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The Carletonian

The Carletonian

The Carletonian

Pasque in its Glory

<asque flower (Anemone patens) is one of the very first prairie flowers to bloom in the spring. These small flowers can be found on top of hills in the prairie and identified by their six lavender petals and the fact that they are the only flower around. In addition to their luscious petals, these bad boys tote a solar array of numerous stamens, blazing like a beacon from the midst of the petals.

They are also coated in some exciting little fuzz which helps to insulate them when they emerge, which is often while there is still snow on the ground. In addition to keeping the plant warm, the hairy stalk of a pasque flower keeps people who rub it happy, because it is super soft.

In addition to their beauty and fuzziness, pasque flowers have awide variety of medicinal qualities, including but not limited to use as a diaphoretic, diuretic or salve. Feisty critters that these flowers are, they can cause depression, nervousness, and intestinal distress when being used as medicine, so caution is advised.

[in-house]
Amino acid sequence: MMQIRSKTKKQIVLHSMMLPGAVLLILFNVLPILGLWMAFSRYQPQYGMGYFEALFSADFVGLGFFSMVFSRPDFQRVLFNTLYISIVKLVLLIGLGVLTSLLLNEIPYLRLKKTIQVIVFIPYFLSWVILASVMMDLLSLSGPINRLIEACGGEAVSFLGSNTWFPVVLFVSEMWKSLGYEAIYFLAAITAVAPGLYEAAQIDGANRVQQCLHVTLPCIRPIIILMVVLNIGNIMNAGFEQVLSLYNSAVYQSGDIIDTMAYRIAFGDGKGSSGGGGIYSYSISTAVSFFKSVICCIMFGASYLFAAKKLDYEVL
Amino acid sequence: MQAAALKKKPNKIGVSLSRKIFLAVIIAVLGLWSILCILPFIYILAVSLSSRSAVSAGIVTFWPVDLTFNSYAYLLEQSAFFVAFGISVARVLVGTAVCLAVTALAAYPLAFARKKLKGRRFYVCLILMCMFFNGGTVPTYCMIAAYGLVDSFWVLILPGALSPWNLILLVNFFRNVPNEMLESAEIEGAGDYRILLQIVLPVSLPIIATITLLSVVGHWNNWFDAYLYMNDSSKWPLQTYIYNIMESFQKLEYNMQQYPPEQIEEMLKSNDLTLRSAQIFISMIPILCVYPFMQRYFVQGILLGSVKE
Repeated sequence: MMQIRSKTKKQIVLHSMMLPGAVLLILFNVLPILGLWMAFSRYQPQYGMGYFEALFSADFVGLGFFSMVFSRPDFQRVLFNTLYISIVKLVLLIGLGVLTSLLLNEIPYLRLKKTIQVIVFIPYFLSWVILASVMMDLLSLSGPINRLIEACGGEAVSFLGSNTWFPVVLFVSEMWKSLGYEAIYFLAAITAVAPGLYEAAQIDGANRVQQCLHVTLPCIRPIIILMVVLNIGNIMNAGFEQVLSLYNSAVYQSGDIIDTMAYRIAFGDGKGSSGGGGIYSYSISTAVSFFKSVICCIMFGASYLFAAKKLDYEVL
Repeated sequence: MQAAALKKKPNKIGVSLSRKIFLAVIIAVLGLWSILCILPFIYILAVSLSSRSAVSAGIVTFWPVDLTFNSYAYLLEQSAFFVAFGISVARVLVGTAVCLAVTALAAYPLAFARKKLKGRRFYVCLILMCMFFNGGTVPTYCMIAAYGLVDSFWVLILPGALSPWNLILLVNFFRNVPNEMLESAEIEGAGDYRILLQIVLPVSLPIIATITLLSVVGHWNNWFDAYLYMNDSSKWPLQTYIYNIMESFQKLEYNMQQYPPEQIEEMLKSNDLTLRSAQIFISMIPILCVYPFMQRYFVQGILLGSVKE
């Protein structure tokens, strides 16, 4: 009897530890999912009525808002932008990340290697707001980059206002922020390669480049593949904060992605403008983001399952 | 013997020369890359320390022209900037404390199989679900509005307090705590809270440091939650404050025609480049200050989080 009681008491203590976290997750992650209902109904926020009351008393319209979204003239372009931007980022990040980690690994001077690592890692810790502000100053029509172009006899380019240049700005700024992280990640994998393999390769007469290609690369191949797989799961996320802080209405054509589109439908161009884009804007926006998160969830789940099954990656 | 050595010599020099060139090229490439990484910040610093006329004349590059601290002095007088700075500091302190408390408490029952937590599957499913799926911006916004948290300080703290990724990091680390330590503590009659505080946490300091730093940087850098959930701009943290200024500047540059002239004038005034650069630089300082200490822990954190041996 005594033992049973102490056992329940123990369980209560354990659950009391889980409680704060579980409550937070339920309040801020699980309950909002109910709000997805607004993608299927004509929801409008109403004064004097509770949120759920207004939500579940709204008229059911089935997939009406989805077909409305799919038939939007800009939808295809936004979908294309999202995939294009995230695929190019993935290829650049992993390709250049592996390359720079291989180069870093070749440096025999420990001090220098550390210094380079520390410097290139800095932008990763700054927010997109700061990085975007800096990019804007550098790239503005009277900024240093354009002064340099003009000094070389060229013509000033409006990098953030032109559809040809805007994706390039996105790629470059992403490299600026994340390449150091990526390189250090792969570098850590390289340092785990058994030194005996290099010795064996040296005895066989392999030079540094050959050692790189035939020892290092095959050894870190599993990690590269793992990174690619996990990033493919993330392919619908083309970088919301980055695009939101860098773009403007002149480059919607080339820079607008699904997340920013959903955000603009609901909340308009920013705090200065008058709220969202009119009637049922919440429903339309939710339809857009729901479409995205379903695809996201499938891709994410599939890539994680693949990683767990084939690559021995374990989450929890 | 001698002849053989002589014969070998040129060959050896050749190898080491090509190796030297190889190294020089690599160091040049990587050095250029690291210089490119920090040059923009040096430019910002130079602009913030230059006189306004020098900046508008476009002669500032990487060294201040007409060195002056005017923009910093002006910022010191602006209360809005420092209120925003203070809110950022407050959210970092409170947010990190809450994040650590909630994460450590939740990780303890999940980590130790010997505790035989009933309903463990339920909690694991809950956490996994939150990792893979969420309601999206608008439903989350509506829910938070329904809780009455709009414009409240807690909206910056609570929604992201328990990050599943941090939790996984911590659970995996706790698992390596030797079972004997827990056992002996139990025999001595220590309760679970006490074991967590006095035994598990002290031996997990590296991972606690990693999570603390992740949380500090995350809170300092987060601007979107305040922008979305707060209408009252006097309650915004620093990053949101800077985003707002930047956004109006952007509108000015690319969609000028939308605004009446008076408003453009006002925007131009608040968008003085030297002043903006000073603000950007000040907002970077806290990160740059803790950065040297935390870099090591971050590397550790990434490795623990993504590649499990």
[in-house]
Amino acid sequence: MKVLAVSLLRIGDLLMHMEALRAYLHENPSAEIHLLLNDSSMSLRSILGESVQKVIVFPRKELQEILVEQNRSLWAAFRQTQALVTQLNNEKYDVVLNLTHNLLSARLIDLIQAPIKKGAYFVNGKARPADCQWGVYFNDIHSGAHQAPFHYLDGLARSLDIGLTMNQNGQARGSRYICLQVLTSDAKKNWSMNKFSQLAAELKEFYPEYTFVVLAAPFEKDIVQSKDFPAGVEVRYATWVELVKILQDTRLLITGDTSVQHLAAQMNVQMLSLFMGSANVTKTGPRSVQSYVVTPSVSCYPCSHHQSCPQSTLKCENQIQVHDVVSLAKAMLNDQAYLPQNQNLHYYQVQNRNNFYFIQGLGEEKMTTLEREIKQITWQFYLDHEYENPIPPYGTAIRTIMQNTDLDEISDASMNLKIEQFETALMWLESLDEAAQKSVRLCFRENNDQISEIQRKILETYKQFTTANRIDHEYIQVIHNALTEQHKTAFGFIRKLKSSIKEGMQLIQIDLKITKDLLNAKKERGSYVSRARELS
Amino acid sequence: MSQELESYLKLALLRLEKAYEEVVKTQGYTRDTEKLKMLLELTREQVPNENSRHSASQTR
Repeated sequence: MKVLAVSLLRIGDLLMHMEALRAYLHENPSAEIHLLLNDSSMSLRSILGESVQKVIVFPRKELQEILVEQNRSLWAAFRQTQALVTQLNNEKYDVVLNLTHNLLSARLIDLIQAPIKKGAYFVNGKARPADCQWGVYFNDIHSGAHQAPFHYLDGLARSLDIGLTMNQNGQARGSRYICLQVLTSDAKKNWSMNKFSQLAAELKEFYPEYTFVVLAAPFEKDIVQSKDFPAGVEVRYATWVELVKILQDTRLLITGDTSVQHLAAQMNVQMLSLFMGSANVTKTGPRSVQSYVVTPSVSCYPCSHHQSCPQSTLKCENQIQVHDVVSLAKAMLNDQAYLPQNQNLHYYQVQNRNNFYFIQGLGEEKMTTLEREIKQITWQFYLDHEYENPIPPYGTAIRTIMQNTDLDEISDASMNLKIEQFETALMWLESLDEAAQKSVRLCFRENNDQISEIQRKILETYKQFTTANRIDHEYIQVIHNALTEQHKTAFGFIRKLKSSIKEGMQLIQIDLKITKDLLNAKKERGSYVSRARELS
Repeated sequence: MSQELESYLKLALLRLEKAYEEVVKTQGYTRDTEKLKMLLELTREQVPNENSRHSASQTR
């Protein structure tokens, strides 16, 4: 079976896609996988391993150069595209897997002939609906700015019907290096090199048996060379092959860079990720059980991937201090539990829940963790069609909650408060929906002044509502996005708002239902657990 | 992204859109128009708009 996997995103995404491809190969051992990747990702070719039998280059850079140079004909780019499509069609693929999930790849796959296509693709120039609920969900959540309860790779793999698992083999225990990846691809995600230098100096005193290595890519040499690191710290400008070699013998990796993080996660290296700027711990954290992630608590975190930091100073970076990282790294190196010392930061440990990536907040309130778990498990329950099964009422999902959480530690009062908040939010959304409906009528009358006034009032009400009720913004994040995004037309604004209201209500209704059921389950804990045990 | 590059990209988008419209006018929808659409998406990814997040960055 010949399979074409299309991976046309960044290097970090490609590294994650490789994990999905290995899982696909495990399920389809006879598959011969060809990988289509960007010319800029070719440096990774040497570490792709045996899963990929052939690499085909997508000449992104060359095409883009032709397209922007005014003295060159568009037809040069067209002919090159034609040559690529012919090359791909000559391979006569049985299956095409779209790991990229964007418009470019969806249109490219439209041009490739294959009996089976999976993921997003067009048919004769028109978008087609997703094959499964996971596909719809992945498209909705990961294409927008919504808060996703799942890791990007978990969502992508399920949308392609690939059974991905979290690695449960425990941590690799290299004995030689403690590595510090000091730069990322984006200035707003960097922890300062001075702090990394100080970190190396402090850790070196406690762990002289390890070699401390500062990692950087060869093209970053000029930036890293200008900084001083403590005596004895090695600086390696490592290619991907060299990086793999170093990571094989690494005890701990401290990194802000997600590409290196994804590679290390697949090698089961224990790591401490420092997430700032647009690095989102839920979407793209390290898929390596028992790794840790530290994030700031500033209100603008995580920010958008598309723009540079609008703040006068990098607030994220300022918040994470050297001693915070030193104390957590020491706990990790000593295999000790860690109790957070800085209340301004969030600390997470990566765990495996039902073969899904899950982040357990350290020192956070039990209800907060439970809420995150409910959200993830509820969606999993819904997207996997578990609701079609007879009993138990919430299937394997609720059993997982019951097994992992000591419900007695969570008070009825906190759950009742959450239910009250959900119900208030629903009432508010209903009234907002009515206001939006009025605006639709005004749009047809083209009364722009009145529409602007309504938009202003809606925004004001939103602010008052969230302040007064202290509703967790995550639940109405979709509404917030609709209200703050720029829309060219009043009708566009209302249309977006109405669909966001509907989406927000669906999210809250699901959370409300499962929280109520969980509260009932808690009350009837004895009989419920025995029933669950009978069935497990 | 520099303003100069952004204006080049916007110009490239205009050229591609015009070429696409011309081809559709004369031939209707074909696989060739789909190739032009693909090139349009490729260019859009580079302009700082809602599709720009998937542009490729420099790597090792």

The pasque flower—also known as the Eastern pasque flower, the prairie crocus or the cutleaf anemone—and its close relatives can be found in prairies ranging from the arctic circle to the southern United States, across Europe, Asia and North America. Included in that range, of course, is Northfield, and these audacious little plants are blooming this very instant in the Cowling Arboretum and McKnight Prairie (unless you are reading this in thef all or something, in which case they aren’t).

Although they have not yet gained the world-wide recognition that these famefated flowers deserve, they are the state flower of South Dakota, as well as the provincial flower of Manitoba—it’s a start.

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